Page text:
The Magic Ball From Mars

To Chapter One To Chapter Two To Chapter Three
To Chapter Four To Chapter Six To Chapter Seven
C.L. Biemiller's Home

Chapter 5

The flying saucers had disappeared. Dad took Johnny's hand and pulled him, in an awful hurry, back to Mr. Murphy's office, where Mr. Murphy was shouting into the telephone. "Get those planes off in a rush!" Mr. Murphy ordered. "Right now, I tell you. We saw them. They were on a course about four degrees north-northeast. About thirty thousand feet by now. Move, boy, move!"

Mr. Murphy was panting from his long run. Johnny could tell that he was excited. So was Dad. So was he himself, for that matter. Flying saucers! Jeepers! But Johnny was sure that the Man from Out There had not been in these saucers. He wondered how many saucers were flying around anyhow.

When Mr. Murphy hung up, Dad said, "What do you think they'll find Murph?"

"Nothing," said Mr. Murphy. "But we have to look, and they'll have those jets upstairs quick."

"Real jet planes?" asked Johnny breathlessly.

"Yes, sir," said Mr. Murphy. "Come on. Lets go out and see if we can spot them."

They went out through the big window again and walked down the lawn. They looked into the bright blue sky. It was empty for a few minutes. Where the model rocket had risen and then higher, where the saucers had whirled into sight, they could see three specks. They were the jet planes and each left a feather of white smoke which Dad called a vapor trail. The tiny plumes crisscrossed and the planes moved even higher, until they, too ran across the sky and hid in its blue brightness.

"Can they catch up to the saucers, Daddy?" asked Johnny.

"Don't think so son," said Dad gravely. "They never have yet."

"Well the show's over," said Mr. Murphy. They went back to his office and sat down again.

Dad reached over and patted Johnny on the shoulder. "O.K., son," he said. "Tell us what happened when you used the little ball. Did you talk to the Man from Out There again? And why did you laugh so hard?" Dad's voice was gentle, but Johnny knew that he was serious.

"I thought real hard, Daddy," said Johnny. "But the Man wasn't in those saucers." He paused. He was not sure how to say it. "I heard some singing," he said softly.

Mr. Murphy leaned forward and sort of crouched over his desk. "Singing?" he asked. "Singing, Johnny?" "I don't know all the words," said Johnny,, "but it was a song, and I heard it right inside my head."

"Can you tell us what it said?" Daddy asked.

Johnny sort of hummed to himself a minute. "All right," he said, "but I might not remember all of it.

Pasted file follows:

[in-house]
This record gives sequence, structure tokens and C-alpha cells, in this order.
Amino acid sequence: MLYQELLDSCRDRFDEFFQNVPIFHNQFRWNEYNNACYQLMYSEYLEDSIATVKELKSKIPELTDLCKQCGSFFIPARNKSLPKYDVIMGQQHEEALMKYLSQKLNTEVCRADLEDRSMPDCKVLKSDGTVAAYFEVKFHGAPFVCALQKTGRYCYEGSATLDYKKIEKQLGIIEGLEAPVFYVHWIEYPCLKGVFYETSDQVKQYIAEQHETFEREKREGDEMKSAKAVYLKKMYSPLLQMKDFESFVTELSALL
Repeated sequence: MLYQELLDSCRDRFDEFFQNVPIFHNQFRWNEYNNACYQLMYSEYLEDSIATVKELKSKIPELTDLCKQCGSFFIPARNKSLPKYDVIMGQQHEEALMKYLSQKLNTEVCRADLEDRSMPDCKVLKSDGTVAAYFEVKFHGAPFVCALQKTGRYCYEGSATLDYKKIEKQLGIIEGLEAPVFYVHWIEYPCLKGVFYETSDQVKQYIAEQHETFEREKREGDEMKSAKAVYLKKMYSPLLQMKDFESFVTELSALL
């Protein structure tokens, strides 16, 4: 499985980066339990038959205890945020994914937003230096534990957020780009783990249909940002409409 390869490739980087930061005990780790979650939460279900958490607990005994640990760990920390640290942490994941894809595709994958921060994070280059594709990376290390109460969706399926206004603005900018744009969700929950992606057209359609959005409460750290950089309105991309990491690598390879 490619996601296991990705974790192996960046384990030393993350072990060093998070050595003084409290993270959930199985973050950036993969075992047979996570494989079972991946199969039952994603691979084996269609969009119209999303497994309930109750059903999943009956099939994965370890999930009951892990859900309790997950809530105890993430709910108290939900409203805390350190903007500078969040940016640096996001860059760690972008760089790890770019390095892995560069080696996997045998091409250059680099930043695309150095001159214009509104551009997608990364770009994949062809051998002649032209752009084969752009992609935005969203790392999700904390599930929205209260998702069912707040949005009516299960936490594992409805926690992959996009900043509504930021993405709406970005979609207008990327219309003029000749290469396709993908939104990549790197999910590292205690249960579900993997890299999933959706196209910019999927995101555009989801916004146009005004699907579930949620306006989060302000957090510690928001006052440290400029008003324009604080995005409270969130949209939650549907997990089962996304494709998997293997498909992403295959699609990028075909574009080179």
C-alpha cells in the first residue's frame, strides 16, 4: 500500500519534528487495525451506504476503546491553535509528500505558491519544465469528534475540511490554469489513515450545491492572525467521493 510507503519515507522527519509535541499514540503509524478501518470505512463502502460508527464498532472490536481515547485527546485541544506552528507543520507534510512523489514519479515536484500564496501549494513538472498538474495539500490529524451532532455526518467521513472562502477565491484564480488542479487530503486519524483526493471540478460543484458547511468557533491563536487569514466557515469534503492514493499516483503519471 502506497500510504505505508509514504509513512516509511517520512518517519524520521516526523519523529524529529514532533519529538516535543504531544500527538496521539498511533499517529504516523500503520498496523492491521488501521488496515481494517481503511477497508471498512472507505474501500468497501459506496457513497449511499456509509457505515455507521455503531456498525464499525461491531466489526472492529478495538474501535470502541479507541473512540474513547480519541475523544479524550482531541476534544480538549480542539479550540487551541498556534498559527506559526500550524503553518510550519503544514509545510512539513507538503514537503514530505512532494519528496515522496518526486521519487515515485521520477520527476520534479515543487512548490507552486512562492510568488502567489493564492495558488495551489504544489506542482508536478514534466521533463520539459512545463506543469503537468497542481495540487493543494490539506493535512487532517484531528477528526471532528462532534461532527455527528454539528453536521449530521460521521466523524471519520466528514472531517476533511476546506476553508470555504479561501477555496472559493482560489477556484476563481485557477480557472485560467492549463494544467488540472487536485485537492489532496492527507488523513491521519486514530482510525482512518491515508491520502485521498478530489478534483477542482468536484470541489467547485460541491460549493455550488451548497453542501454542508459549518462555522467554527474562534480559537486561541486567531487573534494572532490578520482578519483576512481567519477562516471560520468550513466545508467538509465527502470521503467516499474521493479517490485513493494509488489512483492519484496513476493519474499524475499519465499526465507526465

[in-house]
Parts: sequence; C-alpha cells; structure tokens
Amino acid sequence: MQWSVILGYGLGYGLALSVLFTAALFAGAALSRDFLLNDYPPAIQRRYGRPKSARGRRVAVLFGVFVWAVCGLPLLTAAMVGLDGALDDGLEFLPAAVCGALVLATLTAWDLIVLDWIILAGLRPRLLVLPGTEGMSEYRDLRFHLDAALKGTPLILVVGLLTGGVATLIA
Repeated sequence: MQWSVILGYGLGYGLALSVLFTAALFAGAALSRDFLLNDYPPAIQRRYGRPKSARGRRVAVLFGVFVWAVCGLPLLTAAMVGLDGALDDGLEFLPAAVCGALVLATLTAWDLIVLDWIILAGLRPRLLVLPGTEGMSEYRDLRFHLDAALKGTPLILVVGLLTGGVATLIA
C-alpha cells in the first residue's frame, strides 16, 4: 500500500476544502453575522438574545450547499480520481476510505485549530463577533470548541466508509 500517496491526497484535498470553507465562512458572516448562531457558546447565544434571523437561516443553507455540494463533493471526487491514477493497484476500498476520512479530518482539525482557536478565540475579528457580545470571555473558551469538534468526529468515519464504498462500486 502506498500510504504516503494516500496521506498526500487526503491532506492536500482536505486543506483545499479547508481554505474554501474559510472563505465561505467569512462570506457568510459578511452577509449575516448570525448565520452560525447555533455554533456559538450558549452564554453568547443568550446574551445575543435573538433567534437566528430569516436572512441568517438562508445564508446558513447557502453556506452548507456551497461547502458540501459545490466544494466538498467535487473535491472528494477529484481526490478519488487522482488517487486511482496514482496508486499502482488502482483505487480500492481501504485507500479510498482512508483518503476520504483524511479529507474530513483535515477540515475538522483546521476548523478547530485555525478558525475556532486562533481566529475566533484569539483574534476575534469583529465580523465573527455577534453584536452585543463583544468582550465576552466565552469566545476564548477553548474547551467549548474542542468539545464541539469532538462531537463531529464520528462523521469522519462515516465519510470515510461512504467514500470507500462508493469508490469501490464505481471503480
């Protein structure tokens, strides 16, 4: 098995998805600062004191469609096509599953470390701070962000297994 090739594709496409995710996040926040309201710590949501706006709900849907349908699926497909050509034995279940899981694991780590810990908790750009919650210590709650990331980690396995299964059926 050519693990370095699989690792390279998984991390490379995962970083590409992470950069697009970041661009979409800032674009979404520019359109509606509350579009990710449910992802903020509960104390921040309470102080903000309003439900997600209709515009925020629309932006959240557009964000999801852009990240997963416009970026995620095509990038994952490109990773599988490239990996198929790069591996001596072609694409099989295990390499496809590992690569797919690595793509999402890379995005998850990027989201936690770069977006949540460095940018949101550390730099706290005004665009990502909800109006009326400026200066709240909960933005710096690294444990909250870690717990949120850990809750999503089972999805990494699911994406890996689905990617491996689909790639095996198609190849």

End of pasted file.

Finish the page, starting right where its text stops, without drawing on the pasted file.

"Out in the Coal Sack there's nothing but dust,
And nebulanic storms make instruments bust.
Patrols head through, but only on trust-
We'll be back in old Andromeda in the mor-r-rning!"

"Well!" said Dad.

Mr. Murphy said nothing at all, but he made a funny sound.

Johnny continued with the saucer song and, surprisingly enough , he remembered all of it.

This cybernetic pilot is only a hack,
The ship's on its course, but he's off his track.
A robot cannot care if we never get back-
Back to old Andromeda in the mor-r-rning!"

Mr. Murphy reached for the telephone and then he pulled his hand back. "No," he said. "I won't. Not right this minute anyhow."

"What's the matter?" asked Johnny.

The phone rang and Mr. Murphy answered it.

"Yes, yes, yes," he said. "Oh, it's you, Kimber. So you know all about it. Well, did the planes sight anything? Of course not, eh? The usual, eh? Hold your hat, Kimber."

Mr. Murphy seemed more like himself, thought Johnny-more like a man who could wrestle a gorilla. Johnny noticed that Dad, too, was listening to Mr. Murphy as he talked on the telephone.

"It seems that Johnny used the little ball and tried to talk to the Man from Out There. He heard singing. Yes, I said singing. I'll tell you some of the words later."

Mr. Murphy was quiet for a while. His face suddenly looked hard and stern. Then he spoke. "Well, don't lose any time. I'll tell George before they go." He hung up.

Daddy stood up. "Johnny," he said, "there's a soft-drink machine down the hall. How would you like to take this dime and get yourself a drink? I'll show you where it is."

"O.K.," said Johnny. He knew that Dad wanted to talk to Mr. Murphy-grown-up talk that Dad didn't want him to hear. He knew that Dad and Mr. Murphy wanted to talk about him, just as Dad and Mother sometimes did when they sent him out to play. After all, he was a secret. The little ball was a secret, and the Man from Out There was a big secret. There was a fight going on, and the people against us wanted to find out about secrets.

Dad walked to the door with him and showed him where another door led to the soft-drink machine. As Johnny walked down the hall, he wished that the little ball could tell him what Daddy was thinking, but then he guessed that listening to another person's thoughts was rude. Anyhow, the ball only worked for his own thoughts and the thoughts that the Man from Out There wanted him to hear. He wished that he could have a rocket toy like Mr. Murphy's. He wished that he could have a ride in a flying saucer. He hoped that the soft-drink machine had root beer. He put his hand in his pocket. The little ball felt cool and slippery and nice.

The machine did have root beer. It foamed right up in a paper cup, and Johnny enjoyed every drop of it. Dad and Mr. Murphy were all finished with their talk when he got back to Mr. Murphy's office.

"Well, sonny," said Dad, "we're about ready to go. We're going to drive home from here and have some lunch on the way, but before we go I want to ask you if you remember the two men who came to live at our house two years ago when I was so busy and had my own laboratory at home."

"Sure," Johnny said.

"Well," said Dad, "I just wanted you to know they're coming back. I want you to tell them where you are going when you go out and play and tell Mother and me, too. They'll be home when we get there and they'll stay awhile. You see, Johnny, we think that somebody might try to take your little ball away from very soon or bother me about it."